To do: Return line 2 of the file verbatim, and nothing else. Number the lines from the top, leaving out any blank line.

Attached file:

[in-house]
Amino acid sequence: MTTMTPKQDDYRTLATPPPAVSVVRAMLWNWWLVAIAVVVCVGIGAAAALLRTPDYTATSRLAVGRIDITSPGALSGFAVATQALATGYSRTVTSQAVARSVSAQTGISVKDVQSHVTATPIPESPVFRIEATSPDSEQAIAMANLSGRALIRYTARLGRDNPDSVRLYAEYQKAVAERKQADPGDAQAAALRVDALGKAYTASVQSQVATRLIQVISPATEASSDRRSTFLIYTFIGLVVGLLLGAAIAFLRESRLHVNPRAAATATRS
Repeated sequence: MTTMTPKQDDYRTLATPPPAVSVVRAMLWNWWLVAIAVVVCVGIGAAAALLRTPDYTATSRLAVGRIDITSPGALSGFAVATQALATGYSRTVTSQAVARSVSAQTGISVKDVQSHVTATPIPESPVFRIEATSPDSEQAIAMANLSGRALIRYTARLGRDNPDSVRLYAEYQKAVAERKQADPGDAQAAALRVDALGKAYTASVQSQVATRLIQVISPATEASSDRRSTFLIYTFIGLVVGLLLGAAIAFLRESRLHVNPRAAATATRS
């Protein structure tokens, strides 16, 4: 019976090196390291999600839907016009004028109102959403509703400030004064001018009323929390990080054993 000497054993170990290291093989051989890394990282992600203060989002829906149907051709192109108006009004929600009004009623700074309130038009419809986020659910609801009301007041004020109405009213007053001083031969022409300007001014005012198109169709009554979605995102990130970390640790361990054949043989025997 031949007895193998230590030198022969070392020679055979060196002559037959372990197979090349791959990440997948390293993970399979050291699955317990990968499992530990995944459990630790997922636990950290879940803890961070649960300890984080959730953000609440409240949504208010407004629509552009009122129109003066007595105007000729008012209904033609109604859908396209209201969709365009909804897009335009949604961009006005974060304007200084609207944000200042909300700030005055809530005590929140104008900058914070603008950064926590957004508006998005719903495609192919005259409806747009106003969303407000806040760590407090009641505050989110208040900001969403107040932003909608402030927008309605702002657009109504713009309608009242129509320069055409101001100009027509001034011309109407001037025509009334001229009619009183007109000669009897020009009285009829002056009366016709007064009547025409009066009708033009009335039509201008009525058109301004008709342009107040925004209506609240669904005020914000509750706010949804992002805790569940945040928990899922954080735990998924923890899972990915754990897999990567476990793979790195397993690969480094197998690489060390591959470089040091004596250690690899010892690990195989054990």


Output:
Amino acid sequence: MTTMTPKQDDYRTLATPPPAVSVVRAMLWNWWLVAIAVVVCVGIGAAAALLRTPDYTATSRLAVGRIDITSPGALSGFAVATQALATGYSRTVTSQAVARSVSAQTGISVKDVQSHVTATPIPESPVFRIEATSPDSEQAIAMANLSGRALIRYTARLGRDNPDSVRLYAEYQKAVAERKQADPGDAQAAALRVDALGKAYTASVQSQVATRLIQVISPATEASSDRRSTFLIYTFIGLVVGLLLGAAIAFLRESRLHVNPRAAATATRS